Designed to reflect local elements, the carpets and wallpaper throughout The George are inspired by the surrounding indigenous trees, while works by local and Pacific artists and photographers hang proudly on the walls. For an immersion in Christchurch culture, the hotel offers historic tram line tours and local art gallery visits, alongside supporting a variety of festivals, including National Ceramics, Aotearoa Regional Wine Competition, and NZ Opera. Those looking to walk on the wild side of New Zealand’s gateway to the South Island – known as the embarkation point for Antarctic explorers in the early 1900s – will be guided by local wildlife experts on off-the-beaten-track ocean kayaking and whale watching tours.
6. Ca’ di Dio, Venice – Italy
A meticulously restored palazzo keeping Venetian fine arts alive
Set in the heart of Venice, Ca’ di Dio makes full use of its Floating City setting by drawing water directly from the lagoon to power its heat exchanger and cooling system – with efficiency and elegance in spades. Modern technology meets 13th century architecture in this historic palazzo, as many of the original features were maintained during the painstaking renovations including the door frames, flooring, statues, and ground floor ceiling in addition to the ancient trees in the garden. Materials were sourced exclusively from Italy, such as the handcrafted Murano glass lamps, while local craftsmen and artisans specialising in Venetian fine arts followed traditional building methods which have been passed down the generations to bring this waterfront beauty back to life.
Some rooms overlook mimosa and magnolia trees in the hotel’s two peaceful courtyards – others, the lagoon and its fleets of passing gondolas which is best explored by rowing boat or on board the hotel’s hybrid electrical water taxis. After an afternoon spent visiting local Murano glass makers – the very same artisans who hand-crafted the bespoke lamps in the hotel’s bedrooms – and Dalla Lidia, a historic lace maker in the colourful, creative community of Burano, sit down to a seasonal meal at VERO Restaurant, with herbs plucked from the hotel’s vegetable garden, meat from Montello, and wine from Tri-Veneto. Be sure to save room in your suitcase for the stationery stocked in the Ca’ di Dio boutique, made using reclaimed materials from the hotel’s construction – including recycled wallpaper as notebook covers, and Malefatte accessories which have been made by female inmates of the Venice prison using recycled PVC in collaboration with the Rio Terà Social Cooperative of Venice.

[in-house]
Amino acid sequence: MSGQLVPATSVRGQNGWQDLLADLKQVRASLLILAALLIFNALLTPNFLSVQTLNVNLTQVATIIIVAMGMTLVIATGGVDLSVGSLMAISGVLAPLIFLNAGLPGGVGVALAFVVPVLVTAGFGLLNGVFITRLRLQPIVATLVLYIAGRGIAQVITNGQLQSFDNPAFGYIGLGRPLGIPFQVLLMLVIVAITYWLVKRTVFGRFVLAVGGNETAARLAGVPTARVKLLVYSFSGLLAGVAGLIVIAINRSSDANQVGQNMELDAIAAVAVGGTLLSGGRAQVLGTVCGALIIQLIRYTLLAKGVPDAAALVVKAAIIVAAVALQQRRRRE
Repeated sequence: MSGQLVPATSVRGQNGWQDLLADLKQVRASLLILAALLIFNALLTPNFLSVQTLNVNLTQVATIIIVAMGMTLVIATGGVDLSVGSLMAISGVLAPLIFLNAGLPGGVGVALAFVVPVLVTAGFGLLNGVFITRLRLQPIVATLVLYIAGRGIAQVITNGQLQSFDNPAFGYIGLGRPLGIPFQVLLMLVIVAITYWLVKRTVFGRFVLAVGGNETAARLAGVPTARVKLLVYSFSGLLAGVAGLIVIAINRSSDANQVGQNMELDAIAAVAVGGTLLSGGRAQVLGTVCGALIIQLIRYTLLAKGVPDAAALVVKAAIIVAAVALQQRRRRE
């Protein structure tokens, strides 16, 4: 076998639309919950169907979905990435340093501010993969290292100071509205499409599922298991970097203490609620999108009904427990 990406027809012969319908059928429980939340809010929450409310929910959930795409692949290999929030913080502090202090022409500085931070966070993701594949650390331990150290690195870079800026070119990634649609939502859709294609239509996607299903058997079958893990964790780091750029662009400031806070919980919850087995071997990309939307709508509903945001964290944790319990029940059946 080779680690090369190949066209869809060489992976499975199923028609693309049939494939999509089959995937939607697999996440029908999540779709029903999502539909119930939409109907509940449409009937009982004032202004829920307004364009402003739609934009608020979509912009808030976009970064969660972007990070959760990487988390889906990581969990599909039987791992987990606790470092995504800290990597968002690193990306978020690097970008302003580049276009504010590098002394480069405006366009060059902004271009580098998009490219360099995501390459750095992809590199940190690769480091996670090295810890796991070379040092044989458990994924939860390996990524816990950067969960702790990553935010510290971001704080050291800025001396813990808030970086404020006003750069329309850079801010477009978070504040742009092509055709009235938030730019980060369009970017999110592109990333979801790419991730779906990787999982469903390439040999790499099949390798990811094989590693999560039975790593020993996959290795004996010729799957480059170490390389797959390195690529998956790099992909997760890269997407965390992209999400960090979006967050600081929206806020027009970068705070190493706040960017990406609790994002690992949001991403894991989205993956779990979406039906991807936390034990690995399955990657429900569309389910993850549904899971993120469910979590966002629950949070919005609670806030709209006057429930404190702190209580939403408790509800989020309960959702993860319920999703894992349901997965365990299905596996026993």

7. Breidenbacher Hof, Düsseldorf – Germany
This historic hotel is bringing agricultural charm to the Altstadt
An intellectual melting pot of painters, sculptors, authors and great thinkers, Breidenbacher Hof has been at the heart of Düsseldorf society for over 200 years. Today, this historic hotel offers a wide range of immersive cultural tours and community-based experiences for guests to discover Düsseldorf like a local, including behind-the-scenes workshops at Carl’s Market with Josef Hinkel, the city’s beloved baker, craft beer tastings in the Old Town with a master brewer, and capturing the city’s vibrant street art with local photographer Melanie Zanin. Whether you’re off on sightseeing adventures or simply exploring the picturesque streets of the Altstadt (old town), The Duchy restaurant makes the perfect welcome when you return.
Here, chefs work closely with regional partners to source organic, seasonal produce, from the Schönfeld tea gardeners and Weingut Münzberg vineyard to the Gut Diepensiepen farm in nearby Ratingen, where the hotel grows its own fruit and vegetables, and produces honey with the help of a local beekeeper. The sustainably-grown asparagus, strawberries, wasabi and ginger used in The Duchy’s dishes all come from this family-run farm. You can buy the same beautiful produce from the Gut Diepensiepen farmer’s market, which is open daily. Start the day with a breakfast spread of eggs from the hotel’s shared hen house, and fresh milk from the Breidenbacher Hof dairy cows, and end the evening with a tipple of home-brewed gin.
Look out for the Considerate sage leaf on slh.com. This indicates that a hotel is part of the collection and embodies each of the three pillars.